One of the biggest financial differences between renting and buying is home upkeep and repairs. Not considering renovations, homeowners need to plan for routine costs like lawn/pool maintenance, air conditioning, roofing, appliances breaking. As the homeowner, anything that breaks is your responsibility. So if you know how to fix a leaky toilet or clean out your dryer vent, you will save money in this area. YouTube has been helpful to us in this regard.

Renting might be right for folks who…

  • Move frequently
  • Plan to move soon (generally speaking you need to stay in your home for 5 years)
  • Experience income variability
  • Need to save up for a purchase
  • Need to get their credit in shape
  • Are unsure where you want to live

It might be time to buy if…

  • You want to in build equity
  • You want long term financial stability (not rent being raised)
  • You want long term housing stability (property being sold)
  • You want the freedom that goes with ownership
  • You want the responsibility that goes with ownership
  • You want more choice in your home style or location

Rent vs. buy is, in many ways, about figuring out how to maintain the property and budget for the unexpected. It may mean becoming a DIYer or weekend warrior or having the budget to bring in the experts you need when things are not working. There’s definitely a learning curve involved, and new homeowners should be prepared for that.

Home owners

A few final thoughts as you consider homeownership:

It’s wise to consider your credit score, debt-to-income ratio (DTI) and ability to make a down payment for a home. For example, a DTI of 43% or lower is recommended if you want to apply for a conventional mortgage. If you fall short in these areas, you might struggle to find a lender or an affordable mortgage.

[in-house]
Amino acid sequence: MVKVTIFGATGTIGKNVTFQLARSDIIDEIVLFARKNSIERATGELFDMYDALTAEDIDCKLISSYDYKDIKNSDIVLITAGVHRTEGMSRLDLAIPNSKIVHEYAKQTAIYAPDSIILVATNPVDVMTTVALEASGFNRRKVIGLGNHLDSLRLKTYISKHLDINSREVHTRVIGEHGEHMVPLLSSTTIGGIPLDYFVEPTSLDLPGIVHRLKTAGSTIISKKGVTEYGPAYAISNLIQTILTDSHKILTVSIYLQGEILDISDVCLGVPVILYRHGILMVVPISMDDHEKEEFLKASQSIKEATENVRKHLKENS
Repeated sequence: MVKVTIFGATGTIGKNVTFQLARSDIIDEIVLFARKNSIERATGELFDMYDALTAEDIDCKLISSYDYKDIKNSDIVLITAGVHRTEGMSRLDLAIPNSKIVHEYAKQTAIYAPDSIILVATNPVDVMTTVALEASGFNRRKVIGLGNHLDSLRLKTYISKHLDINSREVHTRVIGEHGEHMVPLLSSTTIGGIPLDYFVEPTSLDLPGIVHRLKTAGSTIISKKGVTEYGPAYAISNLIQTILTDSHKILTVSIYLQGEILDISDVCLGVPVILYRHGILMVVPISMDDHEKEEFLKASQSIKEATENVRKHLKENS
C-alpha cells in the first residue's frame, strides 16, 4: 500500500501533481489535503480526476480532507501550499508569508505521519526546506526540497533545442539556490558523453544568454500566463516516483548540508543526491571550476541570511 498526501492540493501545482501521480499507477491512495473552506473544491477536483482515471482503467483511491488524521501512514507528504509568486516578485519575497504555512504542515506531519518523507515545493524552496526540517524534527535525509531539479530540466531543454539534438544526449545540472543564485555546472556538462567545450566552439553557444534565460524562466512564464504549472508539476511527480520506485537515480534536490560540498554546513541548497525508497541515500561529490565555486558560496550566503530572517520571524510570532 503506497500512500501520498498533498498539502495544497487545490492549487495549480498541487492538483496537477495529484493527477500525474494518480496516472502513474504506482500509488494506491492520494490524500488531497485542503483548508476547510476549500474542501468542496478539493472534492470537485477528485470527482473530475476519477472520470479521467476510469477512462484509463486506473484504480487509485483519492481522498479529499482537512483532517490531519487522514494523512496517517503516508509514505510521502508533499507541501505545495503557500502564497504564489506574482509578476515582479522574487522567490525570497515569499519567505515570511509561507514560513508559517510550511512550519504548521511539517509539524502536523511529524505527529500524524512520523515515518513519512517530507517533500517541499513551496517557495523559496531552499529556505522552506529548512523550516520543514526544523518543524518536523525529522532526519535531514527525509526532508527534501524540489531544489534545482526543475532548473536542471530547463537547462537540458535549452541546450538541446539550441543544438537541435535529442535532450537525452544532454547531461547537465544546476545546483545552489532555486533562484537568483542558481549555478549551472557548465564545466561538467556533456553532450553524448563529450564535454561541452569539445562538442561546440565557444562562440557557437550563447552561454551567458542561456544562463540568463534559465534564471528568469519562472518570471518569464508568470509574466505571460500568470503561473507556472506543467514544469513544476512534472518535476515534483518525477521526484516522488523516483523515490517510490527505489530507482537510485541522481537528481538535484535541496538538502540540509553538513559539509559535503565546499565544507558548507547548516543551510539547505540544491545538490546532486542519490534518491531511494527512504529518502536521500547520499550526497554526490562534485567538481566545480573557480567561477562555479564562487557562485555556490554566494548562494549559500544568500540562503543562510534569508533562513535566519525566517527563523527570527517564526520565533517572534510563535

Your credit score is vital for renting and owning. Specifically, a credit score of 620 or higher is needed to obtain a conventional mortgage, while FHA mortgages grant loans to borrowers with credit scores of 580. (these numbers are always changing) While the minimum score will help you access mortgage loans, higher scores can qualify you for lower interest rates, decreasing your mortgage payment. As a result, you might need to work on your credit score for several months before applying for a mortgage to qualify or get one you can afford.

Your savings account can be a big factor between renting and owning. When buying a home, you’ll likely need to make a down payment ranging from 3% – 20% of the home value. If your down payment is less than 20% of the home price, you’ll have to pay private mortgage insurance (PMI), raising your closing costs and monthly expenses. A smaller down payment means a larger mortgage loan, which increases your monthly payment. Therefore, your amount of savings influences your down payment and mortgage bill.

Consider closing costs on top of your down payment when buying a home. On average, closing costs are 3% – 6% of your loan amount. As a result, you’ll likely need tens of thousands of dollars in savings to buy a home.

Instead of being an eternal debate, renting vs buying is about context and your circumstances. Neither is a one-size-fits-all solution to housing. Your location and financial capabilities will clarify whether renting is better than buying. Furthermore, your financial goals can help you decide how to move forward.

Renting doesn’t always mean throwing away money; it could be helpful while you build your savings and credit score. On the other hand, if you want to stay in Tampa Bay for more than five years and build equity, homeownership might be for you.

If homeownership is your goal, we are here to help. Let us put you in touch with our preferred lender to see what loan options are available to you and what your budget will be. Once that information is set, the fun part begins: home search!